India hockey captain Bharat Chetri on Tuesday said he is confident of a semi-final berth at the London Olympics to be held between July 27 and August 12.
"I think we have a very balanced side. If we can produce 70-80 per cent of our abilities on field, then I am confident we'll be in the semi-finals," Chetri said in Kolkata.
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"Germany and Holland are a little strong, but I won't say they can beat us. They are strong, but we have also planned on how to play them. We've played some matches as well. So, we will see."
The eight-time Olympic winners have been clubbed along with reigning champions Germany, Korea, New Zealand, Belgium and Netherlands in Pool B as two teams from each pool make the last four.
Chetri said their preparation has been thorough this time around and they are committed to erase the disappointment of missing a berth in the Beijing Olympics 2008.
"This time we have done well in qualifiers as well in the Azlan Shah Cup and the Champions Trophy. Olympics is the most important assignment in front of us.
"We are learning and moving forward and do well as a team. We learnt a great deal in these tournaments. We are working on the mistakes we made."
Heaping praise on physical trainer David John, the Indian captain said the team's fitness has improved immensely.
"We are among the fittest teams now and ready to give a good fight to our foreign opponents. Earlier the fitness level used to be around 40 per cent. Now, it's 90 per cent."
Chetri said that under Australian coach Michael Nobbs, the team is playing a more attacking game.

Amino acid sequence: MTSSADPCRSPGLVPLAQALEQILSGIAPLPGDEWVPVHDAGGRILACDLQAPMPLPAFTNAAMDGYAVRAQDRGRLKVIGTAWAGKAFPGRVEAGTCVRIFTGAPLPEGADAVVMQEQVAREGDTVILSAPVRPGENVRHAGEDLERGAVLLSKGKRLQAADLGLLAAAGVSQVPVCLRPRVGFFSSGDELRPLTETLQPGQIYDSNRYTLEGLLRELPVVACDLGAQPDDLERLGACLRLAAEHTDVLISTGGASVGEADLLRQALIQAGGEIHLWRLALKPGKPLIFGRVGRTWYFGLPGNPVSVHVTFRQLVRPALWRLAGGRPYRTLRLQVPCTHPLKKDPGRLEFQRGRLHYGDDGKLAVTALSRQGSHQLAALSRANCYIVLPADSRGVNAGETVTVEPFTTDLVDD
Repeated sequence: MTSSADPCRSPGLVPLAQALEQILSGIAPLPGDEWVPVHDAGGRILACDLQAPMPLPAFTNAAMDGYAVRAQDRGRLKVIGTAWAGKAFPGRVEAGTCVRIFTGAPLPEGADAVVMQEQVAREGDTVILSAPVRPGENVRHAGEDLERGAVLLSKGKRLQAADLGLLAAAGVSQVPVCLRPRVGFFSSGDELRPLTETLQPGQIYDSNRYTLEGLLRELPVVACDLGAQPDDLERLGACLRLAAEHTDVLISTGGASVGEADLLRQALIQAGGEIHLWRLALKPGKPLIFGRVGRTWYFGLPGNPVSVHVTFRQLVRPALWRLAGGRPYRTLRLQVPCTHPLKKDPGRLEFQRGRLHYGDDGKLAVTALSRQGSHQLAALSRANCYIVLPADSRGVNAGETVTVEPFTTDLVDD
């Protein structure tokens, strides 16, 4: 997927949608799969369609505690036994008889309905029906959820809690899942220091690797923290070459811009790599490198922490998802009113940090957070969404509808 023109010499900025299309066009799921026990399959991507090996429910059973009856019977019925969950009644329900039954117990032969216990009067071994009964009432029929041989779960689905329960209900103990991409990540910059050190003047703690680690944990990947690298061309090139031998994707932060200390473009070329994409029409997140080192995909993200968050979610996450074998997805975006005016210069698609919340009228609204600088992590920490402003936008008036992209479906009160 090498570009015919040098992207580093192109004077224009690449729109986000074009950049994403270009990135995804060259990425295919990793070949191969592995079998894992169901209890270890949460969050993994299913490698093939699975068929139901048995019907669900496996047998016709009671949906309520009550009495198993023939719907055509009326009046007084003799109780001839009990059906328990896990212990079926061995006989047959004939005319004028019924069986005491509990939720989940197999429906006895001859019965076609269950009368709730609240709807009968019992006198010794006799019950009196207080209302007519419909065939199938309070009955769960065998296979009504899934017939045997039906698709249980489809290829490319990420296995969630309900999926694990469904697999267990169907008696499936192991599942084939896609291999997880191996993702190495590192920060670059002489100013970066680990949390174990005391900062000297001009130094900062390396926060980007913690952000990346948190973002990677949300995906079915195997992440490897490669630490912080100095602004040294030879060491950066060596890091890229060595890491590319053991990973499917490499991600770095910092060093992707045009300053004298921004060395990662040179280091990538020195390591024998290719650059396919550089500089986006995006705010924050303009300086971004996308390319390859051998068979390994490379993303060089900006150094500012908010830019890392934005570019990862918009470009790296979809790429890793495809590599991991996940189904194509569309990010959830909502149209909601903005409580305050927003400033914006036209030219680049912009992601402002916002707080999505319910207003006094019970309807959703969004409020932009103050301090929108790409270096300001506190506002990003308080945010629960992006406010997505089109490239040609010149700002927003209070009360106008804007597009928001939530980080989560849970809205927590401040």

"He has changed our defensive style of play and we are playing more attacking games and creating more chances. We are practising hard after watching the video footage of our opponents. We have strategies which I can't discuss here," he said.
"This is the best available 16. We have not left out anyone. We've full faith on the abilities on our players. If you see our recent matches we are conceding less in penalty corners," he said.
He also praised the Indian drag-flick specialists Sandeep Singh and V R Raghunath and said they were among the best.
"Sandeep converts 90 per cent of what he gets. He has Raghunath with him. So I am hopeful that we'll get 100 per cent conversions at the Olympics."
Asked about Pakistan penalty corner specialist Sohail Abbas, Chetri said, "He is no more the same. At the moment, he cannot match Sandeep and Raghunath."
The goalkeeper also said captaincy is not an added responsibility for him.
"I have been a goalkeeper for 14-15 years and it's always my job to guide the players. I don't think it is as an added pressure now. I know my job well."
When reminded that he is the first goalkeeper from Bengal to be in the Olympics in 32 years since Bir Bahadur Chetri in Moscow 1980, the Indian goalkeeper said that the side had returned with a gold medal for a record eighth time in 1980. It was incidentally the last occasion when the country had won an event.
"I didn't talk to him but I'm conscious of the rich tradition of the game in the state. It's after 32 years that a Bengal player will be participating in the Olympics and that too as a captain.
"It is an honour and I would like to help my team perform well and like my predecessors win the gold for my country. It's a pride that we have had quite a few Olympians from Bengal. He came back with a gold. I want to do that too."
Asked about his idol, the Darjeeling-born Chetri who studied at the St George School in Kalimpong before moving to Patna where he began playing hockey as a 12-year-old, replied with a chuckle, "Bharat Chetri."
On a more serious note, he said that his favourite goalkeeper was Ashish Ballal, the 1992 Barcelona Olympian.
"I've learnt a lot from him (Ballal)."
India open their campaign against the Dutch in the men's field hockey competition of the London Games on July 30.
Photograph: Danish Ishmail/Reuters